Buy now pay later — good or bad?
– What is it, and how does it work?
– Some examples
– Who uses it most, and what are they buying?
– Growth in use
– Problems, and consumer protection issues
– How to use it well
– Reader, 95, could become the little old lady of online share traders
– Spending little on clothes — and worrying about 65-plusers still working
– Money making idea for last week’s Dad
– How hard is it to withdraw KiwiSaver money in retirement?
– Former teachers appreciate my comments
– State schools produce some notable ex-pupils
– Is this column disclaimer-free?
– Multi-millionaire can’t stop penny pinching
– KiwiSaver contributions to get the most from the government
– One way to help children buy a home — with Inland Revenue’s blessing
– What did a reader’s “private rant” mean?
– Reader disappointed about my comments on unpaid work
– A man’s perspective on unpaid work
– Talks about my new book
– Mindful Money website helps you invest in what matters to you
– 3 KiwiSaver providers invest in community housing
– Another organisation helps people in debt traps
– Overpaying tax leads to big smiles
– 2 Q&As on tax ramifications of parents helping children into housing
– Readers wants unpaid work acknowledged
Changes to consumer lending – harder to borrow but less spiralling debt
Notes from Financial Services Complaints Ltd conference on May 4
– Changes in effect last year: Caps on interest and fees.
– Changes in October 2021: Lenders must assess whether borrower can afford loan.
– Consumer Data Right: Government considering this. Consumers can choose to give their financial data to providers, budgeting platforms or comparison websites, etc.
– Another topic: “A complaint is a gift”.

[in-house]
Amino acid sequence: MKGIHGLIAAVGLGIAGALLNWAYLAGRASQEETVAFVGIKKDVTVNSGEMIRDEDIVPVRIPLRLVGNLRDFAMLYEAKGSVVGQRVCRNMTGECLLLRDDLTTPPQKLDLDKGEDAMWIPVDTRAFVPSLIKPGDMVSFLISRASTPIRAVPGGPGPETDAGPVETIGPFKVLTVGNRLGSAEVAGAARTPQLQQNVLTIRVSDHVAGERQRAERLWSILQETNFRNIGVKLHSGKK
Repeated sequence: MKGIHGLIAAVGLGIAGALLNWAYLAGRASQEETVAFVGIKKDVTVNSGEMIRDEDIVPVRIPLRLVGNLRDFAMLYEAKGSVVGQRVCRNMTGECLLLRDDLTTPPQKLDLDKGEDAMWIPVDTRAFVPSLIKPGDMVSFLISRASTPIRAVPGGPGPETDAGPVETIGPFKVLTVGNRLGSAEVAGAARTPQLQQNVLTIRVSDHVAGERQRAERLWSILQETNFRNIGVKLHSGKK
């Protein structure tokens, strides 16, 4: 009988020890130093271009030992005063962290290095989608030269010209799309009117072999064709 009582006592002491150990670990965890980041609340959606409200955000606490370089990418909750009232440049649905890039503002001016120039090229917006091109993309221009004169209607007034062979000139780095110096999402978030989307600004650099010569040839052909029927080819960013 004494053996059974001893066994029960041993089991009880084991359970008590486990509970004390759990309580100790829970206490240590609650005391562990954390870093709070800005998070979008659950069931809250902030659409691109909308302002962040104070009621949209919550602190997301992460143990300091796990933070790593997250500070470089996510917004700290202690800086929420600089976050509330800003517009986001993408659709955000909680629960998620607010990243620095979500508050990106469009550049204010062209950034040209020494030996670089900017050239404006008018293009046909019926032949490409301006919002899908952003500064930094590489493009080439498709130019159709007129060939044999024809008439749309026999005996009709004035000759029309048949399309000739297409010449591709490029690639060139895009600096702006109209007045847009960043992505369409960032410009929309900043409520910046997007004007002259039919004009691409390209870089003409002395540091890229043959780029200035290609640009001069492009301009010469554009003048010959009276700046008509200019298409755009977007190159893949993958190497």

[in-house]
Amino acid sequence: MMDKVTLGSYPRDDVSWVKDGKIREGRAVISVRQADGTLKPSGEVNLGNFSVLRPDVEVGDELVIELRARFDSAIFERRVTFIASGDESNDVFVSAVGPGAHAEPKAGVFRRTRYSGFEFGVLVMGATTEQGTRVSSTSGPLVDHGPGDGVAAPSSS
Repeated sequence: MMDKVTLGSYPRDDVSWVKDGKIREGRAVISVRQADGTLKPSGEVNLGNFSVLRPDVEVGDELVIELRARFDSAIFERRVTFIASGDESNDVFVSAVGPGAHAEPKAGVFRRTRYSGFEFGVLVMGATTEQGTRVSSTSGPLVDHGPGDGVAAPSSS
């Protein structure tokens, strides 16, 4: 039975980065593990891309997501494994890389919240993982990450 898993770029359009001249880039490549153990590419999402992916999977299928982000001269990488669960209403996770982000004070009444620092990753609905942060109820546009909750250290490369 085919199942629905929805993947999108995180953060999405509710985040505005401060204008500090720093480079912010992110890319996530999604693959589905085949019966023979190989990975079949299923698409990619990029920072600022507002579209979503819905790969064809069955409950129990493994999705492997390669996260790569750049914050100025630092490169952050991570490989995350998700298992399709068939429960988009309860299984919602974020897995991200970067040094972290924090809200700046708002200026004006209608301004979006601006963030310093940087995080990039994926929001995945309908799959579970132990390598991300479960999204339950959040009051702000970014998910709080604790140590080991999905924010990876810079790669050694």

– Where to get help for worrying family member
– One way to help your child into the house…
– … And tax changes shouldn’t get in the way
– Capital gains already taxed if you aimed at profiting
– Tax on NZ Super when you continue to work
– Quitting job ‘best thing I could have done’
Watch Your Spending
New Zealanders’ household spending is way up, compared with late 2019.
Spending is OK if not getting into debt
Why spend on non-essentials?:
– Happiness. But often short-term.
– Pressure to spend on special shopping days.
What to do:
– Use credit cards?: pluses and minuses
– Estimate spending in different categories, then keep track for 2 months
– Change a habit for just a month. Letter to futureme.org.
– 2 birds with one stone: Cut spending on unhealthy things
– Help w budgeting: MoneyTalks. Free, confidential and non-judgmental, around NZ.
The high costs of Christmas
– Survey — NZers value time with family way ahead of giving and getting gifts
– Ideas to cut cost of gifts
– Donate to charity in the name of family member
– Thoughts about Christmas food, drinks and decorations
– I wrote article on this — on RNZ website from December 18